The inhumanity of Manus

By Bob Ellis

On Manus, there are a 100, 300, 700 men – some of them fathers of children, all of them sons of mothers – thirsting to death.

Some have willed their organs to sick Australians, so some part of them will get here though they, while alive, do not. In punishment for this grand gesture Tony Abbott, an English migrant, is thirsting them to death.

Some of them are what we call “genuine refugees”. They have a right to be here. We are obliged to take them, under a UN convention we signed sixty years ago. And we are subjecting some of them to capital punishment, for wanting to come here.

Some of them have wives and children already here. And new Immigration Minister Peter Dutton has told them, you will never get to Australia, get used to it. You will never see your children again. Get used to it. You can have the next 50 years in PNG, never leaving it. Get used to it. If you try to leave PNG, you will be arrested and imprisoned. For trying to see your wife and children. That can never be. Get used to it.

A few questions arise here, apart from the obvious one, how dare we? One is, can their wives and children visit them? Not just in PNG hereafter, but on Manus, now? Can that visit be conjugal? Why not? Can they, as PNG citizens, visit Australia? Why not? Can they overstay? If they do, what happens to them?

Curiously, this coincides with the Je suis Charlie saga. We are Charlie, but these refugees are not. They cannot be heard. We have freedom of speech, but they do not.

Why, exactly?

They are being locked up and thirsted to death because they escaped a regime, Iran, or Sri Lanka, where some of them were genuinely persecuted – the ones who are genuine refugees – and they have a right not to go back there. But they do not have a right to come here. Though their wives and children, or some of them, did.

This is a crime against humanity so manifest that Dutton, a former Queensland policeman who will in his time have heard the phrase “death in custody” should be considering his position. If one of these young men dies on his watch, as Reza Berati did on Morrison’s, he should consider his position.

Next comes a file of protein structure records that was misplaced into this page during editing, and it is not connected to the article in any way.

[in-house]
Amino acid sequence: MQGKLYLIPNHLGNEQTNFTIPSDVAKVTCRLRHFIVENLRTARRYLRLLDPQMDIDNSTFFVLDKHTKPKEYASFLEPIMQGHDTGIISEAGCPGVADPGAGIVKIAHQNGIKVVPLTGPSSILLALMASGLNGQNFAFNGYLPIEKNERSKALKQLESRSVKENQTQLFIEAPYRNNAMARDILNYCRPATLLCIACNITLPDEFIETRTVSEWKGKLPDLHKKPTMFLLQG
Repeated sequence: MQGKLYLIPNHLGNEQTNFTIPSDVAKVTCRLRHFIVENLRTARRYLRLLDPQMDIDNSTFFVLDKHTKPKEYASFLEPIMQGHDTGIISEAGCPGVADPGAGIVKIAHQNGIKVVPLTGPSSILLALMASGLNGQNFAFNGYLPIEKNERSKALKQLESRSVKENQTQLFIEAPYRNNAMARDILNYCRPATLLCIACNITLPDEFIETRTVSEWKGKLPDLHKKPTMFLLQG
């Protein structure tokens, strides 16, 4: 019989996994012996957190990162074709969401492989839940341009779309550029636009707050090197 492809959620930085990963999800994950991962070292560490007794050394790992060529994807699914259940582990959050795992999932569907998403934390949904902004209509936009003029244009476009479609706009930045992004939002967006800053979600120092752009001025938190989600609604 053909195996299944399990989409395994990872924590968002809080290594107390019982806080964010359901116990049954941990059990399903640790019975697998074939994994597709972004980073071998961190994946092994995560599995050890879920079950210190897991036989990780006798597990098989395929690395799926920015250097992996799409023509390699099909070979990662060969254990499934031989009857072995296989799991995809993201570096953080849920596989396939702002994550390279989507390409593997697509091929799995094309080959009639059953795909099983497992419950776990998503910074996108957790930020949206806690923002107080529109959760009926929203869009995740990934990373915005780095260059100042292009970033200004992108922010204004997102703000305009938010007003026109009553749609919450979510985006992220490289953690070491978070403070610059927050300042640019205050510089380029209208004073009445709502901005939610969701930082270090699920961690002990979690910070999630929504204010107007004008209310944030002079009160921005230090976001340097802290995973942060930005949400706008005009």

If, however, we no longer believe in the rule of law and we are in a Mugabe-Zimbabwe kind of nation, of course none of this matters. We can kill whoever we like. We can let them thirst to death. And harvest their organs, the way the Chinese do with their executed criminals — dead of a single bullet to the back of the head.

What are we coming to? Two years ago, with Bob Carr as foreign minister, we were admired as a nation — as a liberal, generous people, whom poorer countries looked up to. Now we are refusing to pursue and arrest murderers – Berati’s murderers – and thirsting, in hundreds, or dozens, young men to death.

It may or may not be possible for Premier Palaszczuk’s Attorney-General to report Dutton to the International Criminal Court for crimes against humanity and put him through the difficulty of testing in our High Court the constitutionality of his defiance of the laws of the nations. It may or may not be possible to refuse the donated organs of a genuine refugees with children here.

Into what a cesspool Morrison, Abbott and Bishop – and, yes, Rudd and Burke – have drawn us.

Will we ever be clean again?

I doubt it.

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